We had to actually look up what “revenant” meant. Normally I would’ve had that one.. but unfortunately D&D references always skew my memory. It means, literally, ghost. Or more exactly disquited spirit (thank you Wikipedia) from Eastern European folklore.
Not having finished the novel I can’t comment on if it ends well, but at the halfway point it’s proved to be up to Donaldson’s usual standard. Characters filled with emotion and human foibles thread through the story along with the empowered embodiments of ideas and extremes. While there aren’t a huge cast of central characters each one is thoroughly, almost exhaustively, plumbed for depth in typical Covenant novel fashion.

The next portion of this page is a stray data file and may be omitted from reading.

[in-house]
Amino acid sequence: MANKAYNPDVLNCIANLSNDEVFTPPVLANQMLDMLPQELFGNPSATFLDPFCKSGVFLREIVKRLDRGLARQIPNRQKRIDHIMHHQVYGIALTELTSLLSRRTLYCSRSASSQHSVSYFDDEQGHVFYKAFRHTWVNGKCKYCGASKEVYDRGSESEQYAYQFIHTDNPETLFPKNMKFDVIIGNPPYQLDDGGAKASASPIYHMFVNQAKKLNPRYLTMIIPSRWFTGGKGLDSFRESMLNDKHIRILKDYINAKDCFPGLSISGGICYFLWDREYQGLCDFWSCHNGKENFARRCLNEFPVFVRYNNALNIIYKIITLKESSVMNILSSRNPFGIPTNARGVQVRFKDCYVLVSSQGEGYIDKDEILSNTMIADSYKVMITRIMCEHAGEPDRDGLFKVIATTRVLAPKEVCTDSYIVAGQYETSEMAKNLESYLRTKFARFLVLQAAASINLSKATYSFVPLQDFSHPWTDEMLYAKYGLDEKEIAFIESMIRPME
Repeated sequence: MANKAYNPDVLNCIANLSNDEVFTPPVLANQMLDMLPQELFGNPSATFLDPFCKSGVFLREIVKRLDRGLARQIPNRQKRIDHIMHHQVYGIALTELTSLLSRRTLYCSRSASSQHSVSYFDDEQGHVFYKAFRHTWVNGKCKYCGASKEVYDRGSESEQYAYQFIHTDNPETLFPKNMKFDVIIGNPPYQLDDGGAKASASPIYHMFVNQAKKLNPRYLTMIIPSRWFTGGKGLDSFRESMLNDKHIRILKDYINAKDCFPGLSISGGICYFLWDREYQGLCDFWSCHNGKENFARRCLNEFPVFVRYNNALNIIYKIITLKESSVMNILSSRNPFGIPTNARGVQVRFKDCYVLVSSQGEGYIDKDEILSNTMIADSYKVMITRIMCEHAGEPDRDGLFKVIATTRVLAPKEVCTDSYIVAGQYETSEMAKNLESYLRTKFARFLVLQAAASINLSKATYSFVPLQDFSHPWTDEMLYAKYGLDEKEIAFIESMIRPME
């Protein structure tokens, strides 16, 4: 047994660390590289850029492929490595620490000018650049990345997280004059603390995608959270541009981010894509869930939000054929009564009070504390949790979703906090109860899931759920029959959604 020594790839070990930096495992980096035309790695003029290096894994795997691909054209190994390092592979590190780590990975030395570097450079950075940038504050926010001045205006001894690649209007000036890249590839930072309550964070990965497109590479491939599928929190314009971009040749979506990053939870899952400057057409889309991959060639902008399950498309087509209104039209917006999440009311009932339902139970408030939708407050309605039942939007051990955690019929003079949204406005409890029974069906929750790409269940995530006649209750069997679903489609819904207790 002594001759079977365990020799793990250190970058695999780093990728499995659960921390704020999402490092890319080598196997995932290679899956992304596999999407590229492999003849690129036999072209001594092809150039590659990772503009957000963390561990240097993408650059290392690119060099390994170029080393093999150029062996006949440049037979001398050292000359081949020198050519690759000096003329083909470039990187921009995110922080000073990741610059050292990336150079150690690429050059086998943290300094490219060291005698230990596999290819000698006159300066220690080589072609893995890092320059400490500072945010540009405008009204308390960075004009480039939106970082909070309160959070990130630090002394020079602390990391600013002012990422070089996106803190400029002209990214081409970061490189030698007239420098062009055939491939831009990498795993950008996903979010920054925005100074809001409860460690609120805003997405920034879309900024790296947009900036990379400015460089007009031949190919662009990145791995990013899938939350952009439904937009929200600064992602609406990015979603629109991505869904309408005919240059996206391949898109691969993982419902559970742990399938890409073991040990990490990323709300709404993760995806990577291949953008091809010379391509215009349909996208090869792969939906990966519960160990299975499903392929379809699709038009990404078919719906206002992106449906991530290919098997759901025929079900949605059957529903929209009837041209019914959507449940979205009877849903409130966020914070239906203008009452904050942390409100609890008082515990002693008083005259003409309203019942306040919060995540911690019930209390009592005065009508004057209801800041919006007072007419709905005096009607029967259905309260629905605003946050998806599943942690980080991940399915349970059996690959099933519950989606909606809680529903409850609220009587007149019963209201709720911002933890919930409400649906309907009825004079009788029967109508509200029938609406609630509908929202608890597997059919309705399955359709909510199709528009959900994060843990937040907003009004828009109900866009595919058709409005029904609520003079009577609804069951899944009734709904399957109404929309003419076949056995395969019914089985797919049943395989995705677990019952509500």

Even taking the detail of Fatal Revenant into account (normally something that turns me off to a novel) I like the book. For some reason it clicks quite a bit better than other novels that expound at length on detail. Thinking on it, that’s probably due to the exposition being used on the characters, rather than merely their surroundings. Thomas Covenant novels evoke a visceral reaction that most books can’t, and this latest book is no exception.